We rounded up the usual suspects: turkey, stuffing, cranberry sauce, mashed potatoes, butternut squash soup, and slices of raspberry tart and pumpkin pie. While my family secured the perimeters outside, I pulled our car out front. I looked up and down the street one last time before pulling out of the driveway. You can never be too careful when transporting Thanksgiving leftovers home.
My vegetarian daughter startled us the next morning when she requested leftovers for breakfast. She’s had an anti-Thanksgiving stance the last few years because we haven’t made the journey back East to be with family. She also complains that there is nothing for her to eat. How about vegetables? I think her stance this year was softened by the amorous advances of a precious four-year old, who, after dinner, claimed her hand and protected her by delivering body blows to her annoying brother.
We gave our thanks for not having to cook dinner that night and worked our way through the leftovers. As usual, we couldn’t finish the cranberry sauce. The last survivor, it sat forlorn in its bowl, too good to waste and needing a new home, a new purpose in life. Muffins? Quick bread? Oh, is that challah I see before me? Come let me clutch thee! Oops! Wrong play.
I beat three eggs and added leftover challah (about 2 cups, cubed), ½ cup milk, the remaining cranberry sauce (½ cup) and let it soak in the refrigerator overnight. When I woke up, I preheated a 350° oven, warming the kitchen while we waited. A half hour later we had Thanksgiving cranberry sauce strata for breakfast. What will next year bring? The proof is in the pudding.
Let us call forth family recipes or recipes from well-worn, dog-eared pages and “stand before the lord of song” and sing a holy and joyful Challahlujah for each loaf we bake, every loaf we share. Like Hallelujah, the Leonard Cohen song, Challahlujah is a song that sings itself. Challahlujah. Challahlujah. Challahlujah. And like the Leonard Cohen song, challah is a bread that is open to many interpretations and versions. The singer tells his own tale, selecting which verses to sing or not sing, which words to modify. Challah is like the wandering Jew, absorbing the tales, customs, and stories from its travels. A baker also takes his journey and shares his stories, mixing a dough with or without eggs, adding or omitting sugar, sweetening with raisins or celebrating a holiday with apples, braiding or not-braiding the loaves. I have spent endless hours searching through the Mensch-elin Guide, tracking down bakeries and recipes (check out Annie Hall-ah next time you’re in Manhattan!). Two “can’t miss” challahs that I often bake are the Ultimate Challah from Joan Nathan’s The Jewish Holiday Baker and Holiday Challah from her The New American Cooking. A few weeks ago I went wild with Chocoholic Twists, a challah dough recipe from The Sweeter Side of Amy’s Bread, the recently published book from Amy Scherber, owner of Amy’s Bread. Her other book, Amy’s Bread Cookbook is a wonderful resource to have. My daughter swoons whenever I bake Amy’s Crusty Italian Loaf or Big Beautiful White Pan Loaves. I was very pleased with my first attempt at this recipe. Even though I stretched the twists a little too long, nobody was unhappy with the results. Let’s face it; you have to really screw up to make people complain about pairing bread and chocolate. A definite thumbs up TRIG rating. I couldn’t resist the challah trifecta so I also baked a traditional challah and some rolls. Can you say French toast?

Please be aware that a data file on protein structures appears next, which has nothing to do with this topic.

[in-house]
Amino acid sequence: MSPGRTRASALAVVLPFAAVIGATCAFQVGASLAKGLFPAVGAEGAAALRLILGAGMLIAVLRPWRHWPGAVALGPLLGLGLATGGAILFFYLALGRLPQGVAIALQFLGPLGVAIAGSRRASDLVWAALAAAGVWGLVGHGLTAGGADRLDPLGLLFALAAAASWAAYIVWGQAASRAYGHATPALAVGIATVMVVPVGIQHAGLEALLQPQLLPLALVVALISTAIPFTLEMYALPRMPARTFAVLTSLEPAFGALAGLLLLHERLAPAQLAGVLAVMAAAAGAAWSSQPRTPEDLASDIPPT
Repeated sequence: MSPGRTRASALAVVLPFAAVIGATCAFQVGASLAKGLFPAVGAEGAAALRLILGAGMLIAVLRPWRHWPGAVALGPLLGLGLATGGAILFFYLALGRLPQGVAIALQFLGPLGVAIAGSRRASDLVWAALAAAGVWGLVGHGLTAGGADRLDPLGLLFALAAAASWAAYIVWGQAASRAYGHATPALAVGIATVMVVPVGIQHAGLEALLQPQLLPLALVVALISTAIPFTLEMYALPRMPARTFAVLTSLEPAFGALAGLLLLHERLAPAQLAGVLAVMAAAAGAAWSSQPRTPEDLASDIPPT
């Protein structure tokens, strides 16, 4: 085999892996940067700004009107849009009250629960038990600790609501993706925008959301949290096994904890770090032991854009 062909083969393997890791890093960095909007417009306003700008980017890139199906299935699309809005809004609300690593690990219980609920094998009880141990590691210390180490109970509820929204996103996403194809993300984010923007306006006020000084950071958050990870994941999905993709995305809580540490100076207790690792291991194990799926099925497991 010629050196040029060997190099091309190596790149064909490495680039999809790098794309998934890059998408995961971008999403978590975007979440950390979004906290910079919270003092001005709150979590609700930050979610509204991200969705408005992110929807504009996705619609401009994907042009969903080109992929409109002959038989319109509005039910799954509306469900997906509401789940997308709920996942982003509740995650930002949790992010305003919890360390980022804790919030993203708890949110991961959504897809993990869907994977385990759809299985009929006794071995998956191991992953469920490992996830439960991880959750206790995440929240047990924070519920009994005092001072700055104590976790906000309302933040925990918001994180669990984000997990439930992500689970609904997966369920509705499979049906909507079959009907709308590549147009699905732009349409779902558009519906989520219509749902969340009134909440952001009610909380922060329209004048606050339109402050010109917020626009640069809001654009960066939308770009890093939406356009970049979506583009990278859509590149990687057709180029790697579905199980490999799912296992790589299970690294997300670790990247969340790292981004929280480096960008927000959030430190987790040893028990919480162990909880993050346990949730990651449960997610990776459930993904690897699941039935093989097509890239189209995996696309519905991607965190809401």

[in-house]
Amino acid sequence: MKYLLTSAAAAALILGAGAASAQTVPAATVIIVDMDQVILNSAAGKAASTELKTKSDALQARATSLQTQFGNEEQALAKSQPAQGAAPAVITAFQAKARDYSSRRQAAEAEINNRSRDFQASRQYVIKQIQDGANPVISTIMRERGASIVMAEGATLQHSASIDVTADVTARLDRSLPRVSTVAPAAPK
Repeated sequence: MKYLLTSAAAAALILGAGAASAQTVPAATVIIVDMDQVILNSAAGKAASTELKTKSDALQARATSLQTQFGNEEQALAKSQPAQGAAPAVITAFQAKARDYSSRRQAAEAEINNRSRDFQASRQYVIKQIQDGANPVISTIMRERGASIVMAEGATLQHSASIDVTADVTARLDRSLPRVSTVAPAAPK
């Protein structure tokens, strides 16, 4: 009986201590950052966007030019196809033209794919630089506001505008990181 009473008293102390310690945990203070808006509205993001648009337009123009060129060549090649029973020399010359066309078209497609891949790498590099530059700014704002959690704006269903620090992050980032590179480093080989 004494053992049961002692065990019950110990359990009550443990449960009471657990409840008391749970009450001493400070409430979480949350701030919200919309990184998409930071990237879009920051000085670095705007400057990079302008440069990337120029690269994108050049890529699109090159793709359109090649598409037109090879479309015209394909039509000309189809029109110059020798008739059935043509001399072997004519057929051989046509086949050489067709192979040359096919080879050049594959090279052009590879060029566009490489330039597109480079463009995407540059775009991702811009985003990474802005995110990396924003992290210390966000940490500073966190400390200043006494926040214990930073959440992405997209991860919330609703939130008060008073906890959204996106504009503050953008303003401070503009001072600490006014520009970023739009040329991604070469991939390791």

For Rosh Hashanah, the Jewish New Year, I baked my first apple challah following a recipe from A Blessing of Bread: The Many Rich Traditions of Jewish Baking Around the World, Maggie Glezer’s homage to challah. I was worried that I would have problems baking it because the dough was tearing when I added the apples. Were the chunks too big? Did I overstretch the dough? After the fact, when most discoveries are made, I read where Glezer cautions against trying to make this a perfect loaf. “The less polished it looks, the prettier the finished loaf will be, she says.” At that time I wasn’t thinking about rustic looking loaves. I was stringing together a series of swear words and bouncing them against my kitchen walls. I set the loaves aside to rise and quickly started in on mixing and kneading dough for another challah as a backup, one without apples. Alex, I’ll take “How neurotic can you get?” for $20. The apple challah was wonderful, and pieces were very quickly passed around the table, as was the “reserve” challah. Her recipe called for sprinkling a few tablespoons of sugar on the crust before putting it in the oven. I couldn’t bring myself to do that. A hint of sugar seemed to do the trick. I might try cutting the apples into smaller chunks and also leaving it in the oven longer the next time I bake it. I’m sure that will be soon. Yom Kippur is approaching and I bet I’ll be hearing a chorus of voices asking if I will be baking the apple challah. For good measure, I’ll also bake one of the old standbys. You don’t want to mess with a good thing. Hallelujah. Challahlujah. Leonard Cohen sings, “there’s a blaze of light in every word.” There’s also a blaze of light in every challah.